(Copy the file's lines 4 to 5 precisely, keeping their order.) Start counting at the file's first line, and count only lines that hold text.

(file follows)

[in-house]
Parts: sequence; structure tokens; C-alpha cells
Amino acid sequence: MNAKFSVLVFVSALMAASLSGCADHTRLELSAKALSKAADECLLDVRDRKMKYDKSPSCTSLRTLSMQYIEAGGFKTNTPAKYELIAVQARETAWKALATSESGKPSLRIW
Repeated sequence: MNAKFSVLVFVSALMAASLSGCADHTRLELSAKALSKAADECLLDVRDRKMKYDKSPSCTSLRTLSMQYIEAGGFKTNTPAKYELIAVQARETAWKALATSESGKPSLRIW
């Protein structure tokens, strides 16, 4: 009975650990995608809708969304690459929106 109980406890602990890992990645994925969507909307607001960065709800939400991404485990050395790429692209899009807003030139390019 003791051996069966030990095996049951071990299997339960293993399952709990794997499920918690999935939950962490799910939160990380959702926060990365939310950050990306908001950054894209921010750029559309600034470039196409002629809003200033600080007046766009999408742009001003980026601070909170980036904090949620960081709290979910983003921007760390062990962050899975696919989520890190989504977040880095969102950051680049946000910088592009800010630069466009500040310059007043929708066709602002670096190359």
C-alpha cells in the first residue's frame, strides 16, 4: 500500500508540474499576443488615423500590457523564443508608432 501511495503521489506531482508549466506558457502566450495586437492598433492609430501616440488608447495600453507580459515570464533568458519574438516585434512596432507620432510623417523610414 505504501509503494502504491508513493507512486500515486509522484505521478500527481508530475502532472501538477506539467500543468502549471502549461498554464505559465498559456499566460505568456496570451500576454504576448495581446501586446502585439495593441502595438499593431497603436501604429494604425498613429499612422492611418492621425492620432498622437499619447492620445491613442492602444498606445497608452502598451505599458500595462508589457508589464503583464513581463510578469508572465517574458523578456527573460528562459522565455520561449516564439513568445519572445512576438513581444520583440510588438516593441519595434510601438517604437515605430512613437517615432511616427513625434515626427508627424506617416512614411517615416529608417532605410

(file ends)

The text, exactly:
Repeated sequence: MNAKFSVLVFVSALMAASLSGCADHTRLELSAKALSKAADECLLDVRDRKMKYDKSPSCTSLRTLSMQYIEAGGFKTNTPAKYELIAVQARETAWKALATSESGKPSLRIW
């Protein structure tokens, strides 16, 4: 009975650990995608809708969304690459929106 109980406890602990890992990645994925969507909307607001960065709800939400991404485990050395790429692209899009807003030139390019 003791051996069966030990095996049951071990299997339960293993399952709990794997499920918690999935939950962490799910939160990380959702926060990365939310950050990306908001950054894209921010750029559309600034470039196409002629809003200033600080007046766009999408742009001003980026601070909170980036904090949620960081709290979910983003921007760390062990962050899975696919989520890190989504977040880095969102950051680049946000910088592009800010630069466009500040310059007043929708066709602002670096190359």